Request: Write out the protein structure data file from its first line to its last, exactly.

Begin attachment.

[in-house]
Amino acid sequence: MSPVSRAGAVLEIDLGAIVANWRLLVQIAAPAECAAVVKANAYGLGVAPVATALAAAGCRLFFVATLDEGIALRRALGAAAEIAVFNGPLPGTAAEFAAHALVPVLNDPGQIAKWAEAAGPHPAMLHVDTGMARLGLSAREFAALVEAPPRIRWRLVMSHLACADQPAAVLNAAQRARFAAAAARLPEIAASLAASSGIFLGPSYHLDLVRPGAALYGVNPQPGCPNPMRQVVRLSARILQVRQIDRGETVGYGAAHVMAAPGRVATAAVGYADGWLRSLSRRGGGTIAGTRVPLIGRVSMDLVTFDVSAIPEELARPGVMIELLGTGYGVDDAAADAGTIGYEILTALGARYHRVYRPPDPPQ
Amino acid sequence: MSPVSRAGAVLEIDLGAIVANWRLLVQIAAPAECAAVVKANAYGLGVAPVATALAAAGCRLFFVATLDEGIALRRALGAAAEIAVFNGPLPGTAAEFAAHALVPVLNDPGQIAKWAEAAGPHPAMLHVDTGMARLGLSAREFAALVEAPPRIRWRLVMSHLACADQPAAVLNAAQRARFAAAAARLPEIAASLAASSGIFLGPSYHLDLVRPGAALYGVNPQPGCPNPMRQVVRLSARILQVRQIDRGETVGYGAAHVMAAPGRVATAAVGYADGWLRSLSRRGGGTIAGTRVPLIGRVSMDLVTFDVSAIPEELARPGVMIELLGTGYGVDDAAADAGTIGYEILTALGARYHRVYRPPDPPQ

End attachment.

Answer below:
[in-house]
Amino acid sequence: MSPVSRAGAVLEIDLGAIVANWRLLVQIAAPAECAAVVKANAYGLGVAPVATALAAAGCRLFFVATLDEGIALRRALGAAAEIAVFNGPLPGTAAEFAAHALVPVLNDPGQIAKWAEAAGPHPAMLHVDTGMARLGLSAREFAALVEAPPRIRWRLVMSHLACADQPAAVLNAAQRARFAAAAARLPEIAASLAASSGIFLGPSYHLDLVRPGAALYGVNPQPGCPNPMRQVVRLSARILQVRQIDRGETVGYGAAHVMAAPGRVATAAVGYADGWLRSLSRRGGGTIAGTRVPLIGRVSMDLVTFDVSAIPEELARPGVMIELLGTGYGVDDAAADAGTIGYEILTALGARYHRVYRPPDPPQ
Amino acid sequence: MSPVSRAGAVLEIDLGAIVANWRLLVQIAAPAECAAVVKANAYGLGVAPVATALAAAGCRLFFVATLDEGIALRRALGAAAEIAVFNGPLPGTAAEFAAHALVPVLNDPGQIAKWAEAAGPHPAMLHVDTGMARLGLSAREFAALVEAPPRIRWRLVMSHLACADQPAAVLNAAQRARFAAAAARLPEIAASLAASSGIFLGPSYHLDLVRPGAALYGVNPQPGCPNPMRQVVRLSARILQVRQIDRGETVGYGAAHVMAAPGRVATAAVGYADGWLRSLSRRGGGTIAGTRVPLIGRVSMDLVTFDVSAIPEELARPGVMIELLGTGYGVDDAAADAGTIGYEILTALGARYHRVYRPPDPPQ